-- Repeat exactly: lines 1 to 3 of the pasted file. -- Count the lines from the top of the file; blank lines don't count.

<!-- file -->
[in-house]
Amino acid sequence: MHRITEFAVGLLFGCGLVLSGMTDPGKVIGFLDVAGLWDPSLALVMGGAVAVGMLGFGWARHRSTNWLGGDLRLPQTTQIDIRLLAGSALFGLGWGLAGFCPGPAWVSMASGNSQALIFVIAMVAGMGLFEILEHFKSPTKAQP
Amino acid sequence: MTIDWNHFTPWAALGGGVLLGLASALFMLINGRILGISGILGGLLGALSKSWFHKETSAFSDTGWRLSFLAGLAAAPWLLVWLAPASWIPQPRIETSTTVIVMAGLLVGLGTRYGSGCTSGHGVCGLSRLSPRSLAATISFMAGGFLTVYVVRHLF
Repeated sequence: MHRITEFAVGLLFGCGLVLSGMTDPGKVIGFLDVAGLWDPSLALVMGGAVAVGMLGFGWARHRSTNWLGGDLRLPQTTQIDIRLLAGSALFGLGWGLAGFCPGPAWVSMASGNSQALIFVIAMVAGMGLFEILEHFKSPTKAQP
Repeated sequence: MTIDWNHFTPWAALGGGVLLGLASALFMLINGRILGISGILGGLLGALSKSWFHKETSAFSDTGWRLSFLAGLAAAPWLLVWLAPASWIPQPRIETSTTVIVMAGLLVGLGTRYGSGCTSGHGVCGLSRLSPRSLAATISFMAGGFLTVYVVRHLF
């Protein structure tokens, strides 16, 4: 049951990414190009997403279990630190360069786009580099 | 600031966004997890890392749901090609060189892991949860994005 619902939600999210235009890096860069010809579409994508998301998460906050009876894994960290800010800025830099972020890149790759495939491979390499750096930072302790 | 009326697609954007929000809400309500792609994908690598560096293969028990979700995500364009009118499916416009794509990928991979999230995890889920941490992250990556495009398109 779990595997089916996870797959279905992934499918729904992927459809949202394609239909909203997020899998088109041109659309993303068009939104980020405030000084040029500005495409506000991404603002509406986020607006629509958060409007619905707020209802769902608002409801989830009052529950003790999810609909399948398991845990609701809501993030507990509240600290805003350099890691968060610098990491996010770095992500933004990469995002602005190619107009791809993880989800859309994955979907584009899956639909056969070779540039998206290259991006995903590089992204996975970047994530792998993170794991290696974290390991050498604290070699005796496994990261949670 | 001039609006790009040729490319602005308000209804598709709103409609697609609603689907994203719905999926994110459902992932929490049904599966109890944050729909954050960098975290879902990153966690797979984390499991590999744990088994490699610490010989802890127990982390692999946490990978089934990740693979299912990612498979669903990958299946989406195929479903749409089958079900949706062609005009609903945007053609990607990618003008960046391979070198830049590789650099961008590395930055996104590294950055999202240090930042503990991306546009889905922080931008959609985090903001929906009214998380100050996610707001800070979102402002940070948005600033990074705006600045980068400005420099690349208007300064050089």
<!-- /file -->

[in-house]
Amino acid sequence: MHRITEFAVGLLFGCGLVLSGMTDPGKVIGFLDVAGLWDPSLALVMGGAVAVGMLGFGWARHRSTNWLGGDLRLPQTTQIDIRLLAGSALFGLGWGLAGFCPGPAWVSMASGNSQALIFVIAMVAGMGLFEILEHFKSPTKAQP
Amino acid sequence: MTIDWNHFTPWAALGGGVLLGLASALFMLINGRILGISGILGGLLGALSKSWFHKETSAFSDTGWRLSFLAGLAAAPWLLVWLAPASWIPQPRIETSTTVIVMAGLLVGLGTRYGSGCTSGHGVCGLSRLSPRSLAATISFMAGGFLTVYVVRHLF